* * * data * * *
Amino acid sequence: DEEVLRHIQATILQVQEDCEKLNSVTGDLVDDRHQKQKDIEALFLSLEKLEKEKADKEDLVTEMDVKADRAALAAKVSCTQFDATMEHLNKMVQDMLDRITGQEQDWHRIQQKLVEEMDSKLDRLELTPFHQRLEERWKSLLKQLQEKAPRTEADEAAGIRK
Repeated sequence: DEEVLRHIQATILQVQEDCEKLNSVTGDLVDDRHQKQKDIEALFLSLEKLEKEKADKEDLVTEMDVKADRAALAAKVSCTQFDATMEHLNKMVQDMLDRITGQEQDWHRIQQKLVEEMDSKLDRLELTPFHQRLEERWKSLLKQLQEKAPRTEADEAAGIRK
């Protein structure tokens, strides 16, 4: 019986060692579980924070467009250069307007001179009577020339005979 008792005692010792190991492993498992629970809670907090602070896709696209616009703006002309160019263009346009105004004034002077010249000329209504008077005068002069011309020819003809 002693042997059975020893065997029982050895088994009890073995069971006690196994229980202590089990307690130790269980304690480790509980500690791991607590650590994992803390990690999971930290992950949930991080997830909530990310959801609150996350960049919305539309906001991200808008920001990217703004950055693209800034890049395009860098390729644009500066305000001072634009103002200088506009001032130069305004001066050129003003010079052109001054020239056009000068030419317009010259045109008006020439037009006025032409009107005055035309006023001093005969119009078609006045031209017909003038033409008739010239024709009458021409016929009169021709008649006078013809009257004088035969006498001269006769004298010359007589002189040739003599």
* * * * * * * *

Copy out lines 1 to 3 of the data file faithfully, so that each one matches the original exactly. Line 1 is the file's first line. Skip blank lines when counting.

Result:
Amino acid sequence: DEEVLRHIQATILQVQEDCEKLNSVTGDLVDDRHQKQKDIEALFLSLEKLEKEKADKEDLVTEMDVKADRAALAAKVSCTQFDATMEHLNKMVQDMLDRITGQEQDWHRIQQKLVEEMDSKLDRLELTPFHQRLEERWKSLLKQLQEKAPRTEADEAAGIRK
Repeated sequence: DEEVLRHIQATILQVQEDCEKLNSVTGDLVDDRHQKQKDIEALFLSLEKLEKEKADKEDLVTEMDVKADRAALAAKVSCTQFDATMEHLNKMVQDMLDRITGQEQDWHRIQQKLVEEMDSKLDRLELTPFHQRLEERWKSLLKQLQEKAPRTEADEAAGIRK
């Protein structure tokens, strides 16, 4: 019986060692579980924070467009250069307007001179009577020339005979 008792005692010792190991492993498992629970809670907090602070896709696209616009703006002309160019263009346009105004004034002077010249000329209504008077005068002069011309020819003809 002693042997059975020893065997029982050895088994009890073995069971006690196994229980202590089990307690130790269980304690480790509980500690791991607590650590994992803390990690999971930290992950949930991080997830909530990310959801609150996350960049919305539309906001991200808008920001990217703004950055693209800034890049395009860098390729644009500066305000001072634009103002200088506009001032130069305004001066050129003003010079052109001054020239056009000068030419317009010259045109008006020439037009006025032409009107005055035309006023001093005969119009078609006045031209017909003038033409008739010239024709009458021409016929009169021709008649006078013809009257004088035969006498001269006769004298010359007589002189040739003599």